She said she is also interested in encouraging the board and staff of the sewer treatment plant to engage in long-range plans for continuous improvements of water pollution control in the Harraseeket estuary and Casco Bay.

Craighead moved to Freeport 10 years ago from Portland, where she served one term on the School Committee. She ran unsuccessfully as a Democrat for the state Senate in 1994 in Portland, and was the state nuclear safety adviser under former Gov. Angus King. She declined to provide her age or a photograph.

Darrel Fournier

Fournier, 53, has served as fire chief in Freeport for 14 years and previously as the fire chief in Waterville for nine years. He received his bachelor's degree from Southern Maine Community College in fire science. He is married and has two grown children.

Fournier said he would like to see the sewer district be a more integral part of the town by working more closely with the Planning and Public Works departments on future projects. He said he would like the Board of Trustees to apply for grant money to supplement the operating budget, and would like to encourage a 20- to 25-year capital plan.

"I have served on numerous boards, and have experience writing grants and capital plans," he said. "I work well with people and have the leadership skills help improve the district. I want us all to work together to plan for the future of the sewer district."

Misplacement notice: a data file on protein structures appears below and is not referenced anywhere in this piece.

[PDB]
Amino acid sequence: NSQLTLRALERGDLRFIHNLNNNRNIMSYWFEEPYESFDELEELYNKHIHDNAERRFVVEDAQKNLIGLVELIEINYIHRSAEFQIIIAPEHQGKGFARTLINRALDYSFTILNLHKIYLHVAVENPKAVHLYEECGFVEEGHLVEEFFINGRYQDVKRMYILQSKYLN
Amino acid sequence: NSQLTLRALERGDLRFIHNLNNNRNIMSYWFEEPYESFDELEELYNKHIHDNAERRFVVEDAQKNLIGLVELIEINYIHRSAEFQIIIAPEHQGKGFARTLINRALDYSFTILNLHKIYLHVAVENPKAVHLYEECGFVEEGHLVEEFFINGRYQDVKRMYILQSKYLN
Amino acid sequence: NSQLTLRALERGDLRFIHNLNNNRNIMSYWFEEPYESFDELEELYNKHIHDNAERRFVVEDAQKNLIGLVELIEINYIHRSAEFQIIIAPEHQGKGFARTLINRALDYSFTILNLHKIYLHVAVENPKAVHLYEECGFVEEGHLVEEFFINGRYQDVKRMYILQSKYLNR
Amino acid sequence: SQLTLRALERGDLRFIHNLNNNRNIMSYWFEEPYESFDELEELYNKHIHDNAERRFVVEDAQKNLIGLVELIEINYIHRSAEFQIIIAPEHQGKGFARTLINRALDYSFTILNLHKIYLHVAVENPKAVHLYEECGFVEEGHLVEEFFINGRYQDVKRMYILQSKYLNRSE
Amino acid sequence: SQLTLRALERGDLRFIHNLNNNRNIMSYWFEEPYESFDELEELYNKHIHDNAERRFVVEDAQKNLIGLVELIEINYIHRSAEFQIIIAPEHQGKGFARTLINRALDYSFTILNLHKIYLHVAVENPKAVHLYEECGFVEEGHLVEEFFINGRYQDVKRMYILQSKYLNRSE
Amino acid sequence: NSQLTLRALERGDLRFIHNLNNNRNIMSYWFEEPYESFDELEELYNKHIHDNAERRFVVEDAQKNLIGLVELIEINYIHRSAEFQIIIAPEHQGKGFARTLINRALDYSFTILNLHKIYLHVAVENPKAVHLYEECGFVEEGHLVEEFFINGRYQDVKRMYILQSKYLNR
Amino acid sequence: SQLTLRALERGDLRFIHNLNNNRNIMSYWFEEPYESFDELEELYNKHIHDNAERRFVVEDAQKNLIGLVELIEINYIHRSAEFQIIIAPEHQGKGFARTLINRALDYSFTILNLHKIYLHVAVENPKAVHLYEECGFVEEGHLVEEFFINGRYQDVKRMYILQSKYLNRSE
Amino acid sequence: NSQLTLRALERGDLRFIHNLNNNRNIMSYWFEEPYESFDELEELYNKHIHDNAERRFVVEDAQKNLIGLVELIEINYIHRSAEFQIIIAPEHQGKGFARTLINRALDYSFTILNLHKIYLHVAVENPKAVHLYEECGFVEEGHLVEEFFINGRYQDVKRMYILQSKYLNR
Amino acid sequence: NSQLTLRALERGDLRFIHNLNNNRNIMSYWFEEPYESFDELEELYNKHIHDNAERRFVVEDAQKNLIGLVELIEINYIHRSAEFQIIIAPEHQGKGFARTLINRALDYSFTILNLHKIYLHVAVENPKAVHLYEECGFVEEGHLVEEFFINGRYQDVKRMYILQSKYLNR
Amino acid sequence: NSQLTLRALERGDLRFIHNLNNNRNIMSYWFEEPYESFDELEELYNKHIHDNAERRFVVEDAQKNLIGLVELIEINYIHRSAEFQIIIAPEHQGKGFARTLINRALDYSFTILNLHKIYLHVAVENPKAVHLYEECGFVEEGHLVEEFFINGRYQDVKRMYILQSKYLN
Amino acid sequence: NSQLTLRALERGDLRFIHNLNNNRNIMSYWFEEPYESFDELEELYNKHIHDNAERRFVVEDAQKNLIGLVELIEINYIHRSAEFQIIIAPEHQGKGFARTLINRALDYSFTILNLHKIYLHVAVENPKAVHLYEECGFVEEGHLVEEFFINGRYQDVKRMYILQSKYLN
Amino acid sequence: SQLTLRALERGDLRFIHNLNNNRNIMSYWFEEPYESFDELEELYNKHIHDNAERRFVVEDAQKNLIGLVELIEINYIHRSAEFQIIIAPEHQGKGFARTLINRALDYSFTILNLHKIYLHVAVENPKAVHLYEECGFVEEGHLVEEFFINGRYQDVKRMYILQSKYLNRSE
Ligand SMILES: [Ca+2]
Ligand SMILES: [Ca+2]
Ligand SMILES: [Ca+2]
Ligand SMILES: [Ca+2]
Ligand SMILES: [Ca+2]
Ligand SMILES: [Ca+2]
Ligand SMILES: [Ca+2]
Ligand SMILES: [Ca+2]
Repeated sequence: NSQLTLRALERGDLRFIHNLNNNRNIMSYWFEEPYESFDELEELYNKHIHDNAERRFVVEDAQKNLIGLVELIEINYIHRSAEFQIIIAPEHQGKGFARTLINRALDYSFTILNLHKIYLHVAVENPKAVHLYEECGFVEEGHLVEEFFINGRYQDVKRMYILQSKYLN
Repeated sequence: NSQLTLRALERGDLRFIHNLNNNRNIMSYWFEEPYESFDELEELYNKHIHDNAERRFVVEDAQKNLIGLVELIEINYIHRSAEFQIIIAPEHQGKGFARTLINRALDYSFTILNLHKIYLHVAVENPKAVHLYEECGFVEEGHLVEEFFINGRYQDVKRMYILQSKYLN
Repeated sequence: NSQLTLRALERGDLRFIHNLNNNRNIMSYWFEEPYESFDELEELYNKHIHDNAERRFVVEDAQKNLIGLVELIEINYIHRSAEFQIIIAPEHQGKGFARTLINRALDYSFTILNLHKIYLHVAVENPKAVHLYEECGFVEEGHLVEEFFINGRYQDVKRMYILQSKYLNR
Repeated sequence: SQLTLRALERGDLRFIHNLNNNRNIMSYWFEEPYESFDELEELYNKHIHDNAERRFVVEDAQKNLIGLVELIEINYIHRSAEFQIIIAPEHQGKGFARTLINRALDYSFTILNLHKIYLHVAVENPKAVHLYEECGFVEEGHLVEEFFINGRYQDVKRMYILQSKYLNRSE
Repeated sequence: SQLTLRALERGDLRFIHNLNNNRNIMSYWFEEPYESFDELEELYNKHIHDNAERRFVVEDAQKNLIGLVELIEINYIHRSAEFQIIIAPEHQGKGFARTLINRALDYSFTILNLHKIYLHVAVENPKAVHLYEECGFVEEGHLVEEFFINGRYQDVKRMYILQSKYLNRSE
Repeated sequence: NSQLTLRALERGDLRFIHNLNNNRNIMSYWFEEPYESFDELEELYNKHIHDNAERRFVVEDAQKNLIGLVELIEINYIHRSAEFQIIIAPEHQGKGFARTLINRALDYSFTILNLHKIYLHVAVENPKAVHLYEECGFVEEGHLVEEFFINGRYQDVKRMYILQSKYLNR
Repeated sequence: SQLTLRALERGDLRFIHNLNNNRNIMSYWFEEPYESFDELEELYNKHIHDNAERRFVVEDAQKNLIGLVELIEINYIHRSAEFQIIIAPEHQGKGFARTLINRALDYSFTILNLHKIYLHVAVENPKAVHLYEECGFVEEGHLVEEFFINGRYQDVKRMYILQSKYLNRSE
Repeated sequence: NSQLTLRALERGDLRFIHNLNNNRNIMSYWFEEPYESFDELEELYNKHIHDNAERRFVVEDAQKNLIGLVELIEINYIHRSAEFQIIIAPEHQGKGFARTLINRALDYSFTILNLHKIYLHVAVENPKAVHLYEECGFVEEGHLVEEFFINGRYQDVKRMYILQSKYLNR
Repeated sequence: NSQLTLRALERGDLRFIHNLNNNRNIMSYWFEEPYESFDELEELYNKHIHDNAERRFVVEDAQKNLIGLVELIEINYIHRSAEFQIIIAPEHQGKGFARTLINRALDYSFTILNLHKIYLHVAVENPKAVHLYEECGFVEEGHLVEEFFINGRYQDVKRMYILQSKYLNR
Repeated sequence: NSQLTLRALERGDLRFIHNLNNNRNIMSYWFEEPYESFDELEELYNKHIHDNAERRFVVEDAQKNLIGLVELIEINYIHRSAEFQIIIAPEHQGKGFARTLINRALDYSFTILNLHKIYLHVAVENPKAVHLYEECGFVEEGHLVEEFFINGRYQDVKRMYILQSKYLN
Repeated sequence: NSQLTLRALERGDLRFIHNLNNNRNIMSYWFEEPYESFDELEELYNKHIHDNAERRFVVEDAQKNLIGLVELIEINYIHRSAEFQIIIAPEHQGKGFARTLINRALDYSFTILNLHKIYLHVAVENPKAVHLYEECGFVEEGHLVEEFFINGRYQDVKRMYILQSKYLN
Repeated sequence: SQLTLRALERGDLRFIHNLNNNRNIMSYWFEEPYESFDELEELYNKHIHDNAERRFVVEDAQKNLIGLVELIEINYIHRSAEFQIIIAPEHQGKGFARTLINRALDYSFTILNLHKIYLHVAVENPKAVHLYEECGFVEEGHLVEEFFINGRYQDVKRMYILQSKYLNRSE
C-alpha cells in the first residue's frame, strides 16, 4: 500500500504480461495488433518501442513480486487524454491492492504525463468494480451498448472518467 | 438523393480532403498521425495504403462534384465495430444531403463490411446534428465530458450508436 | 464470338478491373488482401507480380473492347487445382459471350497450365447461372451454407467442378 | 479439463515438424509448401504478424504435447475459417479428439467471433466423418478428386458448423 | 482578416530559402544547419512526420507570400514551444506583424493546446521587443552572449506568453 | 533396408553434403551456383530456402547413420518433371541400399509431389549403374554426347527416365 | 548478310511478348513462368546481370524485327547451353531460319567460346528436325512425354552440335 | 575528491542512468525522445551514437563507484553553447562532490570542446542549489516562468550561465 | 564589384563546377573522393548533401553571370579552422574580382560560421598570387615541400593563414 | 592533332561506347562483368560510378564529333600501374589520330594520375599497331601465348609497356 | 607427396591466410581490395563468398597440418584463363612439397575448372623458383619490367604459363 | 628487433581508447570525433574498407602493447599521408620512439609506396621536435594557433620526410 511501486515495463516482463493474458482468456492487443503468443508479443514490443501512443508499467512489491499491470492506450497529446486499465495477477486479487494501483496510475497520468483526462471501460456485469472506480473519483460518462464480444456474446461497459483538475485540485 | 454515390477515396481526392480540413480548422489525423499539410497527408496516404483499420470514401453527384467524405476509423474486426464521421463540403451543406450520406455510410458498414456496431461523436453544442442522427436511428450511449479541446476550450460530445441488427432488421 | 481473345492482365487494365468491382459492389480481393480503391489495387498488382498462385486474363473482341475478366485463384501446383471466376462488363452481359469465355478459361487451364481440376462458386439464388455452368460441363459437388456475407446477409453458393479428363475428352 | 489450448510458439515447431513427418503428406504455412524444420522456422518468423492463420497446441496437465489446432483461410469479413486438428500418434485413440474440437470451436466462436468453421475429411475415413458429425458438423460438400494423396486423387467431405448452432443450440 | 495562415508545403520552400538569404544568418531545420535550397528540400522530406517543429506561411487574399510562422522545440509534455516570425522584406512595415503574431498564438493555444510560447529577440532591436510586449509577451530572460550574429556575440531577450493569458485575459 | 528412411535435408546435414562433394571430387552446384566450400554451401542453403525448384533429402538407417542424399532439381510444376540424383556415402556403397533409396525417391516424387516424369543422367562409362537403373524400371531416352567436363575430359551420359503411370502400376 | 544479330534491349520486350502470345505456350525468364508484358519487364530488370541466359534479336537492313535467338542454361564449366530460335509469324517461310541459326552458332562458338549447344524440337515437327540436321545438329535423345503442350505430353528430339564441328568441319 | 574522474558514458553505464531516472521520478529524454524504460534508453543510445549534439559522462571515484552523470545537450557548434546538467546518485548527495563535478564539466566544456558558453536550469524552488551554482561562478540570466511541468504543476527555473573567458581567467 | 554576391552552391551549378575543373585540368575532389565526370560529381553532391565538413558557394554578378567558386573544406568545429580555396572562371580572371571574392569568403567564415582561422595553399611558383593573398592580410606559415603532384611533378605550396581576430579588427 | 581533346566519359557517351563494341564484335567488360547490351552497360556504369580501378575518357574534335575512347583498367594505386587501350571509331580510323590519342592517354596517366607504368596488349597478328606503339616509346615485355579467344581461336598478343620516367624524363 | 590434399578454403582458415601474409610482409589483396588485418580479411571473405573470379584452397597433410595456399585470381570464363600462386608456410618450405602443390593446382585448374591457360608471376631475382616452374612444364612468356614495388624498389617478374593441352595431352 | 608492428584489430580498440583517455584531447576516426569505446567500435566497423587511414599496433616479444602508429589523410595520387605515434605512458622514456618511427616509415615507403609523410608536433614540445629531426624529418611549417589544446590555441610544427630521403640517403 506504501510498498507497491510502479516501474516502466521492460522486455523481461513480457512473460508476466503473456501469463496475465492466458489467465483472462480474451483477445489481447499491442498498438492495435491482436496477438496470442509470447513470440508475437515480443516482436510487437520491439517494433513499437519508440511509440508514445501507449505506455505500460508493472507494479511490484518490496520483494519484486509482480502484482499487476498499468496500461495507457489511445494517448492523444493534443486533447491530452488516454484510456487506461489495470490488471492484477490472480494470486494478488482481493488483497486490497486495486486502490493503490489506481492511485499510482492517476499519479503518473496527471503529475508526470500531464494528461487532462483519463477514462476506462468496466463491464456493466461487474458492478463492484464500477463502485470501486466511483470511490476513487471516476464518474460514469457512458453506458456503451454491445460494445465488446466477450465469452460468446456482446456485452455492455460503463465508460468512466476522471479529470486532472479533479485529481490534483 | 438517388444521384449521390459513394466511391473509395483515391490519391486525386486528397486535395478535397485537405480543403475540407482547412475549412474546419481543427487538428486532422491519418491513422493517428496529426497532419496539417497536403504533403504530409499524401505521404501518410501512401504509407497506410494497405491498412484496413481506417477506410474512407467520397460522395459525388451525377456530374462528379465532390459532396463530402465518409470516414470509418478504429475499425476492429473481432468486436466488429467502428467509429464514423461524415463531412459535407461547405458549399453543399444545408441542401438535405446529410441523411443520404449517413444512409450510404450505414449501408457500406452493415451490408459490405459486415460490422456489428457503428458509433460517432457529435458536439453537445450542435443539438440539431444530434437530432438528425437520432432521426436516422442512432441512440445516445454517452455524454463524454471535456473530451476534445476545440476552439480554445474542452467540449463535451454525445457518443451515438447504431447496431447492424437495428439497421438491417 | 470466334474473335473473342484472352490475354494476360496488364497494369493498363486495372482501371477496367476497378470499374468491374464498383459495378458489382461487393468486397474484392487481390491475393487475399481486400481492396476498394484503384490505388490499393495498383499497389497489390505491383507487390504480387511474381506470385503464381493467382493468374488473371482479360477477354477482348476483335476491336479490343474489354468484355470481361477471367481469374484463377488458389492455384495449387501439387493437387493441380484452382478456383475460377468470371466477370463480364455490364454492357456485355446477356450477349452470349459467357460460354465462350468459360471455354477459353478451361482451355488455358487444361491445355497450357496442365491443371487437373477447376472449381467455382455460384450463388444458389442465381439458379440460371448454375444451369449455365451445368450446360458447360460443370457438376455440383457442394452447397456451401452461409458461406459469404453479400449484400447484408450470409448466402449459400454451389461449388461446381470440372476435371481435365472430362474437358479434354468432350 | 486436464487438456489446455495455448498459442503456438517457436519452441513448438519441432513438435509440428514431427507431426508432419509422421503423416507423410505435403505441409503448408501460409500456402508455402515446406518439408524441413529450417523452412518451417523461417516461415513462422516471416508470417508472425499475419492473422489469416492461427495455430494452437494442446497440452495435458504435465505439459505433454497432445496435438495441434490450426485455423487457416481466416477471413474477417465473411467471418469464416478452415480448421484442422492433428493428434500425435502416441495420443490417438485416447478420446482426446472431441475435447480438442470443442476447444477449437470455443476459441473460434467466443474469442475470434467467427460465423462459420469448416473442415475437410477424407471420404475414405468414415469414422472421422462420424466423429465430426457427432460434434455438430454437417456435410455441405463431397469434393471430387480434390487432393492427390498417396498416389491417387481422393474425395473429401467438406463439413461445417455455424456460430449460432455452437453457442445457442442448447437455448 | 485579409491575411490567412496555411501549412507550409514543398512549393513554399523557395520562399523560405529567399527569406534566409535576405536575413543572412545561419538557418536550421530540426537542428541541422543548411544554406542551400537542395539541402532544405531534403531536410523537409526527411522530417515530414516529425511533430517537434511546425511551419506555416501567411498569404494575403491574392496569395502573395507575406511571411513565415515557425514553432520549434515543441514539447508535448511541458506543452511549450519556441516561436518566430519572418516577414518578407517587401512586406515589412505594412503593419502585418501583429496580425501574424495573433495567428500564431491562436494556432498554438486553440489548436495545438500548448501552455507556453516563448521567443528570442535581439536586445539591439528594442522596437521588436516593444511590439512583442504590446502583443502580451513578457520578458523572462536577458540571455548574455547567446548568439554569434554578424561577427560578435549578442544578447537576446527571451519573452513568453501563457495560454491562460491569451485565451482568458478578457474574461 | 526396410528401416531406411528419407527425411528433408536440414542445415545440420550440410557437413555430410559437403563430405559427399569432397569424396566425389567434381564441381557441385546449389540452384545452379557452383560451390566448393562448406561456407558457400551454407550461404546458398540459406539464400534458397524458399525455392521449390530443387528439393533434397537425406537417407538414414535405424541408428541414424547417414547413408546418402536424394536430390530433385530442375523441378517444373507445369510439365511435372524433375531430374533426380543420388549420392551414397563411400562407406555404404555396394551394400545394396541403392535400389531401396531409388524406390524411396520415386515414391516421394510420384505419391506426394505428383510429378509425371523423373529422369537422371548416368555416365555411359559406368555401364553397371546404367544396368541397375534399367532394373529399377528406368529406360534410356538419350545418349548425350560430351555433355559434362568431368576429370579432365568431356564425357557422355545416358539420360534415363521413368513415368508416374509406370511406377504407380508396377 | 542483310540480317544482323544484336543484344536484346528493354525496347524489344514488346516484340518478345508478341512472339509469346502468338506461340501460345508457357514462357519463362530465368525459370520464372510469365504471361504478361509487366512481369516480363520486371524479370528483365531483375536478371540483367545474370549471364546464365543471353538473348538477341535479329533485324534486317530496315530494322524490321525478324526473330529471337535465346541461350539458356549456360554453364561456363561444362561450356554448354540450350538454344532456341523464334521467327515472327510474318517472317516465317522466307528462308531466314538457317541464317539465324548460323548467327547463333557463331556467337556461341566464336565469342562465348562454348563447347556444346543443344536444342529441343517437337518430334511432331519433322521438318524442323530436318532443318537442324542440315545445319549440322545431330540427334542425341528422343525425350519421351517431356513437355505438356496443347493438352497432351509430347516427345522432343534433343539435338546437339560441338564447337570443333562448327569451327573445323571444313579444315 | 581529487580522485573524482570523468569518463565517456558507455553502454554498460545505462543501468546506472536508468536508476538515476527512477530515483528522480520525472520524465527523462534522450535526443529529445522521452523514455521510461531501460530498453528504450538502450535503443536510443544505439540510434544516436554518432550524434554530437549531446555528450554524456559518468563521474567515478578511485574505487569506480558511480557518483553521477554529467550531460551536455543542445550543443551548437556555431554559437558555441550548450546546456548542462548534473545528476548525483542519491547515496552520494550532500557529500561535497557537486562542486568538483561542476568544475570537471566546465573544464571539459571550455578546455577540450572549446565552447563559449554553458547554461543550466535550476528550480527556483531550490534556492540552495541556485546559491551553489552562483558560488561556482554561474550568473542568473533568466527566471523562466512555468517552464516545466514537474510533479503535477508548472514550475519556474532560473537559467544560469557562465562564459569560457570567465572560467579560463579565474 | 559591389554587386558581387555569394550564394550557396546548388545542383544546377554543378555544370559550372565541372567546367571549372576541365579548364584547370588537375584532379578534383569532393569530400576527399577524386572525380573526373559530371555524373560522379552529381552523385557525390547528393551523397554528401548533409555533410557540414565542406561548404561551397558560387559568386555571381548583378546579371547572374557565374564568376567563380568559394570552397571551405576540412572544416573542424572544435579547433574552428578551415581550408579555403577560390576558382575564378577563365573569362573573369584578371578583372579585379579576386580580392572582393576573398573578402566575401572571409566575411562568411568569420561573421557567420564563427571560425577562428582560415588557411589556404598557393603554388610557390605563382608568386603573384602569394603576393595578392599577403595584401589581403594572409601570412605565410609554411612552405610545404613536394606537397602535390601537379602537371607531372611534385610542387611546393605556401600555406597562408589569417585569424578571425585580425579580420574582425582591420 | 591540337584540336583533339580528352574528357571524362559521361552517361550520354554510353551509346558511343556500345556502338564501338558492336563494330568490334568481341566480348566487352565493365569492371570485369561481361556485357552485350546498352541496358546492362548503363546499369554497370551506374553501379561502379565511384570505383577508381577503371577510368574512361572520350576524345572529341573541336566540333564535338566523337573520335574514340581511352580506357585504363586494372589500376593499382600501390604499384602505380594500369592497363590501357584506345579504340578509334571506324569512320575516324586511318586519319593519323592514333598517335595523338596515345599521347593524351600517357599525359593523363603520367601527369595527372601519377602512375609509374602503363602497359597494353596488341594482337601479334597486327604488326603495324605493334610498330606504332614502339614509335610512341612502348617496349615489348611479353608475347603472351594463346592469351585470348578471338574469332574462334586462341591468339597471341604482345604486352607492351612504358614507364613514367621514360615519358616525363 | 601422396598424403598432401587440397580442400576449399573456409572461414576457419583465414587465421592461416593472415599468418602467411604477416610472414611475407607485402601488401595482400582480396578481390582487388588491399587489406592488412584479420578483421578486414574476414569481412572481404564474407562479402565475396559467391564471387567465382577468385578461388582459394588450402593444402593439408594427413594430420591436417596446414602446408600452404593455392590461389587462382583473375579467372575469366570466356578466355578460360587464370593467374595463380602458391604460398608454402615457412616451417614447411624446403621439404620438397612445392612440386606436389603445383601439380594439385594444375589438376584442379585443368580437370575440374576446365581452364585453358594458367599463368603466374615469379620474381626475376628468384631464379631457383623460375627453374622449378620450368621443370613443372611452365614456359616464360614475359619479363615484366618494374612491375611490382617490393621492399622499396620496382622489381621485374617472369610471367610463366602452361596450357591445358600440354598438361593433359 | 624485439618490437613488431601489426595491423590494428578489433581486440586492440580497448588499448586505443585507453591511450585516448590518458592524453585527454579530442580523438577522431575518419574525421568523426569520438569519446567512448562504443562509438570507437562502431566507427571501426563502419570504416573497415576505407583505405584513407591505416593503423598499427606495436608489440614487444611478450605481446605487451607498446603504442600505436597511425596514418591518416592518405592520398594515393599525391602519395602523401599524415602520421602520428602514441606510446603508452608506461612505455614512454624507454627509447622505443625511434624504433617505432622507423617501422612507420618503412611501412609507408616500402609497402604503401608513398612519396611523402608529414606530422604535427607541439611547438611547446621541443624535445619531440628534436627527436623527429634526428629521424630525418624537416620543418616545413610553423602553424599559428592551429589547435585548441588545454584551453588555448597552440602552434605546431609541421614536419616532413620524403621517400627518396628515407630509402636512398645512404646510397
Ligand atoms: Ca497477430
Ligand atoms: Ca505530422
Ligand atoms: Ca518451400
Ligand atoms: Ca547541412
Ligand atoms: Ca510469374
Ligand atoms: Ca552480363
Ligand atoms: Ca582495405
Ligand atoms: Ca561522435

Timothy Whitacre

Whitacre, 53, is a consulting geologist and owns Red Moose Resources, an oil and gas consulting business. He graduated from the University of Toledo and received his master's degree in geology. Although he was narrowly defeated in the 2007 sewer district race, he said he is running again to ensure the plant is operating safely and providing clean water for rate payers, clam diggers and residents.

As a rate payer, he said he has a vested interest in making sure the water is clean and the rates stay reasonable. Whitacre also said it is important for the people who serve on the Board of Trustees to understand the science, engineering and technology it takes to run a sewer waste water plant.

"I am a scientist and have worked with engineers my whole life," he said. "I can offer creative ways to solve problems."

Amy Anderson can be reached at 78-3661 ext. 110 or aanderson@theforecaster.net